Hi friends – a short and sweet one for y’all today, in (belated) honor of Valentine’s Day and my never ending love of Slovenia (oh…and the guy who drove me through the whole country). In August, Dan and I spent 11 days driving through Slovenia and it was one of my favorite trips of all time. Honestly, every time a Slovenian athlete comes on the TV in the Olympics now I’m like “I LOVE SLOVENIA!!!!”
I’m sitting in the backseat of a dirt-covered truck, pressed between my 6 foot tall boyfriend and a very large Slovenian man. In the front seat, our driver (another large Slovenian man) and the passenger (yet another large Slovenian man) indistinguishably yell to each other over the loud crunch of rocks beneath tires. I stare straight ahead. To my right, the cliff edge and a sheer fall down the mountains. To my left, sharp bend after sharp bend of mountain road, the not-knowing of whether another car will be hurtling toward us at each corner. Our driver bangs the dashboard of the dusty truck with his fist, and my attention is drawn through the window. Briefly, I see a small figure whip by, at least a hundred meters above us, on a thin wire. “That’ll be you” our driver yells, this time in English. I can feel my stomach clench. It’s early morning, and we are driving up a mountain in order to throw ourselves off it. We are heading to the largest zipline park in Europe to go ziplining with Aktivni Planet, and I’m questioning my sanity.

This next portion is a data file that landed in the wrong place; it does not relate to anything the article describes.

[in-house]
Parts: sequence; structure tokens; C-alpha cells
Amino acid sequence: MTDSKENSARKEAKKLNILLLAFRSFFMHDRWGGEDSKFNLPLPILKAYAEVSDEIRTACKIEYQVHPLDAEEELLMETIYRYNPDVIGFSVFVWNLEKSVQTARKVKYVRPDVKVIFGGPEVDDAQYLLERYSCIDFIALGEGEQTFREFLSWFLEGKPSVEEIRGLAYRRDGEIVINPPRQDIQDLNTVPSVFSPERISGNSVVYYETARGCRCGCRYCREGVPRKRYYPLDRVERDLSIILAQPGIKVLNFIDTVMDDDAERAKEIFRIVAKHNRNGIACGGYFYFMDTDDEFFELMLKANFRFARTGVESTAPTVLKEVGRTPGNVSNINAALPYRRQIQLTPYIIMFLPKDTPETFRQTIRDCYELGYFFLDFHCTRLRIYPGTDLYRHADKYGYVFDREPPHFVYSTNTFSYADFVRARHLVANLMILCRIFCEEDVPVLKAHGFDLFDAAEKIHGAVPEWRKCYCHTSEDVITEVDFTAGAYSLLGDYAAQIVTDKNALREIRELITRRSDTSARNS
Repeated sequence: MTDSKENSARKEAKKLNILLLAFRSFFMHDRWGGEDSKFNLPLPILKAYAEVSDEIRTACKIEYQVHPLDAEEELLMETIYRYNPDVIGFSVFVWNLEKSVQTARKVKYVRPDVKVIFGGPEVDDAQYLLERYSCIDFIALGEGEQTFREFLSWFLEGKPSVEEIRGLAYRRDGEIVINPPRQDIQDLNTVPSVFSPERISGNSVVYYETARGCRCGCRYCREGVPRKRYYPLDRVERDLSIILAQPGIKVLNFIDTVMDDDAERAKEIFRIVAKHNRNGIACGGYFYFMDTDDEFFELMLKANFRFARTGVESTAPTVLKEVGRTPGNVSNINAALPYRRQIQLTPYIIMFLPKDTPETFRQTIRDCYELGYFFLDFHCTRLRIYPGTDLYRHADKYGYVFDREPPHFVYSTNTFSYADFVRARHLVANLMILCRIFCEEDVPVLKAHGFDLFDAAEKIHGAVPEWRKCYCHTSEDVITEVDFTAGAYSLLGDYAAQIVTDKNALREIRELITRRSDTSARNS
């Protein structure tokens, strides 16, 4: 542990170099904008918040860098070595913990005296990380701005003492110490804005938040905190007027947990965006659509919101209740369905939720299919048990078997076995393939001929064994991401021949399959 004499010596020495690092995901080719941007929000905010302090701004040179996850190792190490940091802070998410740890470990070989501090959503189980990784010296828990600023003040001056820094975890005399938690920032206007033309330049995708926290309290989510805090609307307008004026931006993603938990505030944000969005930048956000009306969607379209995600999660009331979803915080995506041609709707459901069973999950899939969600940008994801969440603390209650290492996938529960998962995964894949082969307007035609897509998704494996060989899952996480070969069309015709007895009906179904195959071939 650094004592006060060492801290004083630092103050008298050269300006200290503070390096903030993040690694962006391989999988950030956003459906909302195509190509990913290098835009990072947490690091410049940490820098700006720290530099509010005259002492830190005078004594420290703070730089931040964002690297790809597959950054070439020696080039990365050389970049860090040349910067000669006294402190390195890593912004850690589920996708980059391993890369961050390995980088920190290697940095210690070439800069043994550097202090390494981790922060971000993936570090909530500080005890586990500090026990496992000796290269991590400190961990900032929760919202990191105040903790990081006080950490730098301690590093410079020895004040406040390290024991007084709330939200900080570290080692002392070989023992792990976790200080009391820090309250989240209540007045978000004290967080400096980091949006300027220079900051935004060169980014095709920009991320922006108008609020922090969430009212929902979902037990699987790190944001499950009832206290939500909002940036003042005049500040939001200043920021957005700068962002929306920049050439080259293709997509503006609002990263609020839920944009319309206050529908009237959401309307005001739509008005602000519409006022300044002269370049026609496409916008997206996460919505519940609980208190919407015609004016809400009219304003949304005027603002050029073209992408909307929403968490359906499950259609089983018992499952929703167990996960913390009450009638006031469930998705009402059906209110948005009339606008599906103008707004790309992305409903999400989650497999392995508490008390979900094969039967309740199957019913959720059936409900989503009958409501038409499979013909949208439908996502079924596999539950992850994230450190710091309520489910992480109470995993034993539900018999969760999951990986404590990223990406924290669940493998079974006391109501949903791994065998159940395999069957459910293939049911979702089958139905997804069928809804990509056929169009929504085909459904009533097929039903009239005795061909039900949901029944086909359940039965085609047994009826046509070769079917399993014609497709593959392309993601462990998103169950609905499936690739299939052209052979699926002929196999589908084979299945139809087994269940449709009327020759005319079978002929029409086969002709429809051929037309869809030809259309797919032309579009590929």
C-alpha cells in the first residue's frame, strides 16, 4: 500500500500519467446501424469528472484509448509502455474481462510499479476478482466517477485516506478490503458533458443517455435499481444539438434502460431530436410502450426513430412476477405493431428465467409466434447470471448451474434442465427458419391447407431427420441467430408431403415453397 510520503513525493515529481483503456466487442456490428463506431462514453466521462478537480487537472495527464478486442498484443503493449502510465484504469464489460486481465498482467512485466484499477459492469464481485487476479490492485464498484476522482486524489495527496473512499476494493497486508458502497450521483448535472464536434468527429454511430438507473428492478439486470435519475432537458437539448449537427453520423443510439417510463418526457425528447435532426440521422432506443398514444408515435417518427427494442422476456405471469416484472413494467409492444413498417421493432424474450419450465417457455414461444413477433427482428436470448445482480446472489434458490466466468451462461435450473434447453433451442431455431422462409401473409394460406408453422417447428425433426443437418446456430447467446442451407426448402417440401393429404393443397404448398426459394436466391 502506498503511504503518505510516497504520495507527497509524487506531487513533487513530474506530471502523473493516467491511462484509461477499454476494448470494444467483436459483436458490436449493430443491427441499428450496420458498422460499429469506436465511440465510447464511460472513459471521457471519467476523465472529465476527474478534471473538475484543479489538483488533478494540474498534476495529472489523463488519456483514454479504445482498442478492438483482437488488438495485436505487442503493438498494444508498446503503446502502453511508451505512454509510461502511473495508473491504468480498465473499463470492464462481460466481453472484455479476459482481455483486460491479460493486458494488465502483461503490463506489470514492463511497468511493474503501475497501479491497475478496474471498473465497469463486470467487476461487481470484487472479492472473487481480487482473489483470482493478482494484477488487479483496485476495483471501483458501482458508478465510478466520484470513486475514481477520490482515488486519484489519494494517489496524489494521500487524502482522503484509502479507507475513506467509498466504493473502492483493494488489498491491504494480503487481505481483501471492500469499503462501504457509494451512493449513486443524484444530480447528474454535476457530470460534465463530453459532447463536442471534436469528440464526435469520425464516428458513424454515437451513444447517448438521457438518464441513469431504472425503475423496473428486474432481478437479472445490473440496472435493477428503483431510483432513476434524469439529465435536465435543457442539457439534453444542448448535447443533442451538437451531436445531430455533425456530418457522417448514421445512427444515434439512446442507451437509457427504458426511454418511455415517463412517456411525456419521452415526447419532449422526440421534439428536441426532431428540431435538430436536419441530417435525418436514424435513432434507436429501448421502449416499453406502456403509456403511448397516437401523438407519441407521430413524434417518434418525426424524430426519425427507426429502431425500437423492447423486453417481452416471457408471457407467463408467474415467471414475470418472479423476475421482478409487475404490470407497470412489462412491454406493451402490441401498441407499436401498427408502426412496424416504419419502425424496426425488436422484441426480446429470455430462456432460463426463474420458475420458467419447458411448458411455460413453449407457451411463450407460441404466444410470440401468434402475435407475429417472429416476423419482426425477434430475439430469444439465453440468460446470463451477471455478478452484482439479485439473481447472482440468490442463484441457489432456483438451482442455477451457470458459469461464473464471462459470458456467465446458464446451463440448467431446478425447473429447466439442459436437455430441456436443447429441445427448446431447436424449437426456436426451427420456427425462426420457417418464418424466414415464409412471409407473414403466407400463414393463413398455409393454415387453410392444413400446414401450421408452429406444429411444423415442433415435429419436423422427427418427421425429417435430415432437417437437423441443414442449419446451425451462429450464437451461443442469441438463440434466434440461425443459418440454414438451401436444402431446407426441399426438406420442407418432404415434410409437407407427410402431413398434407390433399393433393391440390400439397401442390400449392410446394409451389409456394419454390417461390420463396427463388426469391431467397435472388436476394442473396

It didn’t take much for me to fall in love with Ljubljana, Slovenia: a hug of mountains circling the city, an expansive farmers market, the purest tap water, even vending machines lined with locally produced milk, yogurt, and juices. It would be hard not to feel your heart flutter as you take in the blue canal peppered with paddleboarders, the skyline of red roofs, and inhale the smell of clean, crisp air so unfamiliar in a European capitol.
In Ljubljana, we spent the night behind bars, locked into the cell of a political prisoner.
As the sun sank, there was no view of the night sky, but rather just the navy-painted ceiling and my imagination. In the darkness, I could hear the distant clangs of other barred doors locking. Hours later, through one small square window chiseled in a meter of stone, the sun rose.